What Web browsers do you use, and why?
Lynx, mosaic, telnet and Netscape. I try not to download the silly pictures that people tend to clutter their pages with, and Lynx works well for that. The choice of telnet may surprise a few people, but it is a nice, clean way of getting textual information, and also shows me exactly what is going on. I use mosaic if I need to look at the pictures, and Netscape if I have to look at some Netscape extended site, but I tend to discard those on the basis that if they are not prepared to make the information available to as wide an audience as possible, then they probably don’t put much effort into the data either.

How significant an impact do you think that mobile code, such as Java applets, will have on the development of the Web as an information resource?
I think it will have very little impact. Obviously it means that you can have nice pretty moving pictures on your screen, but I have them turned off anyhow, and more usefully you can have forms verified locally, rather than having to transmit the faulty data. The network computer idea, which should enable state of the art small machines to again become less than 500 pounds (as the BBC micro and the Spectrum were) is obviously a good. Having machines which you just plug in, and switch on will make administration simpler. Byte-coded systems are a good idea, but more work needs to be put into the security design. Currently ActiveX says allow anything and relies on the producers of the code signing it to ensure that it is correct. Java allows you to do almost nothing by default, but users can enable it. This opens up a whole range of social engineering attacks.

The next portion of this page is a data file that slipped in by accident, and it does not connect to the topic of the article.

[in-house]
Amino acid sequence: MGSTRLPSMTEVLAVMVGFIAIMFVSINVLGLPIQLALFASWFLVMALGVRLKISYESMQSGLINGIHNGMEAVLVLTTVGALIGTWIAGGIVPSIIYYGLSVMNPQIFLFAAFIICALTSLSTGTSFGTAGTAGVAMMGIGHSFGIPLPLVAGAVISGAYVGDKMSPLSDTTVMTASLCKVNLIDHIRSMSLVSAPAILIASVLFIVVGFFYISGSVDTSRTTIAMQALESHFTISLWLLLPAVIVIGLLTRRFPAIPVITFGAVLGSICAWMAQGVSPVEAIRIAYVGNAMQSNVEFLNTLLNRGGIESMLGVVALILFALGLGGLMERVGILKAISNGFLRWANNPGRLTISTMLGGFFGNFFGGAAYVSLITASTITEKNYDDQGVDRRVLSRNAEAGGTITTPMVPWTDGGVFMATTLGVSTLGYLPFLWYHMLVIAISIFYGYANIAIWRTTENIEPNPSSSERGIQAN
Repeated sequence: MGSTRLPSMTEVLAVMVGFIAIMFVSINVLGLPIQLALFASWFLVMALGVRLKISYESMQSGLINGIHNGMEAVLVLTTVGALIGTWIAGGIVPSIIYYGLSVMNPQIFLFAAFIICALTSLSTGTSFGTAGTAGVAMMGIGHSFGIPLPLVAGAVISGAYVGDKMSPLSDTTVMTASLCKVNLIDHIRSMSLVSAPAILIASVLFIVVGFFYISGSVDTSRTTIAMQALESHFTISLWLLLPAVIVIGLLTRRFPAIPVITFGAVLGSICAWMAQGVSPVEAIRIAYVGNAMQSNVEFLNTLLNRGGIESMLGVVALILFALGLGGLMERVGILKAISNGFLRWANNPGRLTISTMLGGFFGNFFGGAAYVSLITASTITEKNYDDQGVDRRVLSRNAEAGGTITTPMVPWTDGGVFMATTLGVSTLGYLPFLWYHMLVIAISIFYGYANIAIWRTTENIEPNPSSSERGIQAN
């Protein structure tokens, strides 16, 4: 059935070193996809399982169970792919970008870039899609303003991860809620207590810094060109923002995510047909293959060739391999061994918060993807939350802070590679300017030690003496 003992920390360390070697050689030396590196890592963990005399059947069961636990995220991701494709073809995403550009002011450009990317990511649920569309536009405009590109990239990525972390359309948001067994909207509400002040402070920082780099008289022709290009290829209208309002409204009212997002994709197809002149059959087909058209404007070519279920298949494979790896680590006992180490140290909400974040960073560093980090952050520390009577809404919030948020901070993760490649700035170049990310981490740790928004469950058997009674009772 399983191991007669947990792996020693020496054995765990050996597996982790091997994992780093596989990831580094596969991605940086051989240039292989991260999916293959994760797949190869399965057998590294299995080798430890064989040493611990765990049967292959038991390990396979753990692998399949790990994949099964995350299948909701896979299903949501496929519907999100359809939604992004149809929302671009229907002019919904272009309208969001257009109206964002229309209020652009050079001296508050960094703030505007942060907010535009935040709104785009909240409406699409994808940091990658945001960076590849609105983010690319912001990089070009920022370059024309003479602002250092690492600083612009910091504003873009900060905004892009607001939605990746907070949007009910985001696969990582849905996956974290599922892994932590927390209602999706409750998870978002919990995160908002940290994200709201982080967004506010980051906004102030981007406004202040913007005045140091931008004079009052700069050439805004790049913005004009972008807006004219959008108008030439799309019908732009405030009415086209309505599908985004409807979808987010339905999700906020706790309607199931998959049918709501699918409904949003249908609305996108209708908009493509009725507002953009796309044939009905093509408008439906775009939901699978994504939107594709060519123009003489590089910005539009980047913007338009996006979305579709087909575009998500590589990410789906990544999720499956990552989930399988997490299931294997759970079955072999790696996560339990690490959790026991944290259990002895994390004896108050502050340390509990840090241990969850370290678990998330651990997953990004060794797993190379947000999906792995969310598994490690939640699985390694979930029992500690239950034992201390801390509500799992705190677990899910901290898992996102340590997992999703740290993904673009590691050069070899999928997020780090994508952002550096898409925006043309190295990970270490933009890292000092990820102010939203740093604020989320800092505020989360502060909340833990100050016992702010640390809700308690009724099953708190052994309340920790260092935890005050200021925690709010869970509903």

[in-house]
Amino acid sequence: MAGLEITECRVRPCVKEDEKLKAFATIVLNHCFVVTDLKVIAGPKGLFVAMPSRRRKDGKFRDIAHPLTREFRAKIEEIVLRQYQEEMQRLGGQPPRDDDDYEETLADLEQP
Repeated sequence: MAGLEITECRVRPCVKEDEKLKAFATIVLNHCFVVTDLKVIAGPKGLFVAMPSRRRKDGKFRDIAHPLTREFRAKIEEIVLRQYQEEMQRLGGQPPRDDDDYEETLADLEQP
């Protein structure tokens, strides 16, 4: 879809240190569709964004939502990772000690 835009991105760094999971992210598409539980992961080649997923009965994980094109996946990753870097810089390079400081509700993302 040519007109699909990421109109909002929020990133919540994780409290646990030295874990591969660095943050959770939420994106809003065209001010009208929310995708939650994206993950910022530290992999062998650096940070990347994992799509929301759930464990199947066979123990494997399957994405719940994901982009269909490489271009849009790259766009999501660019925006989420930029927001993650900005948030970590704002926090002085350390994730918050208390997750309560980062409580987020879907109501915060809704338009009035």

Javascript - what’s the point? Is there one?
Javascript only confuses the issue w.r.t Java. Too many people do not know there is any difference.

Pornography. Much has been made, often hysterically, in the mass media, about pornography on the Internet, especially on the Web and Usenet. What steps should or could academic institutions take to prevent students from choking up the networks by accessing such material
Nothing can be done to absolutely stop it. Reasonable steps need to be taken to reduce the risks that people inadvertently stumble across it, so banning people from displaying it on screen in public places is reasonable and proper. Informed adults should be allowed to view what they wish, but owners of equipment have a right to say what their equipment should be used for. So if a student wants to buy a CD full of pictures of Cindy Crawford wearing little or no clothing that is fine, but don’t use our computers to view it, or our network to collect it - a picture is worth ten thousand words.

One wish for what you would like to see happen in the world of networking and the Web in the next year…
HTTP over TCP over IP to be dropped as a protocol, in favour of something that uses lighter weight connections and a hierarchy of caches.

Interviewee Details

Icarus Sparry,
Computer Officer,
University of Bath.
Email: ccsis@bath.ac.uk,
Phone: 01225 826039
Address: Computer Centre, University of Bath, Bath, BA2 7AY